By October 25, 2022 Read More →

Remembering the True Self and the Sacred Nature of Service

A UN side event during UN General Assembly, September 26, 2022

On Monday, September 26, a group of nearly 30 people dedicated to serving many global communities via the United Nations and beyond gathered at the Brahma Kumaris’ Office for the UN to share their stories, inspirations, and wisdom on the topic of “Remembering the True Self and the Sacred Nature of Service.”  Hundreds more attended the event online.

The panel included: BK Jayanti Kirpalani, Additional Administrative Head of the Brahma Kumaris worldwide; Hawa Diallo, Chief of the Civil Society Unit at the Civil Society and Advocacy Section of the United Nations Department of Global Communications; Audrey Kitagawa, JD, President/Founder of the International Academy for Multicultural Cooperation, as well as the Spiritual Mother of the Light of Awareness International Spiritual Family; and Carl Murrell, Principal UN Representative of the Baha’is Office of Public Affairs. The conversation was moderated by Judy Rodgers, a long-time student and teacher of Raj Yoga with the Brahma Kumaris.

A common sentiment expressed in the gathering was that answering a call to serve creates a profound inner shift that shapes the trajectory of one’s life, creating clarity of purpose even if the details are yet to be known.  In Audrey’s words, “When the call grabs you, you have to follow it.”  Sister Jayanti shared that at age 14, on seeing people’s cardboard homes melting away in India during one monsoon season, she knew her life was not for herself but for serving humanity.  Hawa recounted that her call to serve even now brings deep feelings and often tears to her eyes.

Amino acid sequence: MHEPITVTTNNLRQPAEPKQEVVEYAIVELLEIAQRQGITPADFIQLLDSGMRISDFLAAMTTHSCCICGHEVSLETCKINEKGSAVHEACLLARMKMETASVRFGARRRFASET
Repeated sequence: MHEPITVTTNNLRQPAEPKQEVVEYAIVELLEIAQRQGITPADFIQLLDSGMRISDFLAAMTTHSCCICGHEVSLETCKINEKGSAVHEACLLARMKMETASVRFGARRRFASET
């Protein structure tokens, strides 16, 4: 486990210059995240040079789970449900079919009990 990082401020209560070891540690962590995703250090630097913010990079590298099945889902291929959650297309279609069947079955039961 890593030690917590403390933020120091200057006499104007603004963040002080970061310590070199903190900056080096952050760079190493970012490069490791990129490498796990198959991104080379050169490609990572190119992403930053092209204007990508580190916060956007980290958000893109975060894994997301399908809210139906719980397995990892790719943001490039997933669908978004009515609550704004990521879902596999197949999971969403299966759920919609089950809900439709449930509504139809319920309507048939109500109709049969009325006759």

In exploring what it means to do “sacred service,” Carl Murrell proposed that any action taken with the right awareness, intentions and feelings transforms an ordinary action into a sacred one, regardless of where you are, who you are or what you are doing.  Judy then turned to the audience and invited their stories, starting with Leena Duwadie from Nepal who spoke of her experience working in a large retail store as giving her an opportunity to uplift those she met in the normal course of her day.  Though she has professionally worked as a news anchor, in this simple experience of meeting people in person, she feels called to reflect her highest values, putting her ethics and sacred sense of giving in all she does.  Some spoke to the pure feelings of joy in sacred acts of service.

Together we also explored the meaning and power of silence. Some recounted small moments of silence such as waiting for a flight at Heathrow airport as all of the UK paused for two minutes to express reverence for the late Queen Elizabeth II.  One who had been a child refugee in Biafra spoke of how precious silence is in a war zone for a child, how the fear is removed from a mother’s eyes when the sound of planes flying overhead ceases.  Sister Jayanti described silence as an opportunity to disconnect from the world outside and to connect to the innate qualities in each of us and to the Source of life and light, allowing the highest within each one to emerge.  The power of such silence allows our vision to go to the beauty of the inner being of those around us.  She mentioned how Raj Yoga students engage in “Traffic Control,” a spiritual practice of returning to a few moments of silence regularly throughout the day.  “Silence,” she said, “increases self-awareness, and emerges spiritual wisdom to face and overcome challenges.”  Silence allows for co-creation, diplomacy, increased productivity and improved collaborations.

Although the UN is generally considered to be a political and humanitarian forum, those present recognized that the seed of its creation was also spiritual, starting with Dag Hammarskjöld, its second Secretary General, who understood the importance and power of silence.  He was instrumental in creating the UN’s meditation room to “bring back stillness where no noise can impact our imagination.”

In discussing the rewards of serving through the UN, some referred to the building of deep friendships, resilient relationships, and cohesive communities.  When asked what the world needs from the UN, Sister Jayanti said that the world needs peace and that coming back to the essential message of peace can restore faith in that which is sacred.  She said, “Transformation in human individuals will bring hope, and the world needs examples of hope for the future.”

Report written by Claudia Eisinger.

Watch full event on YouTube:

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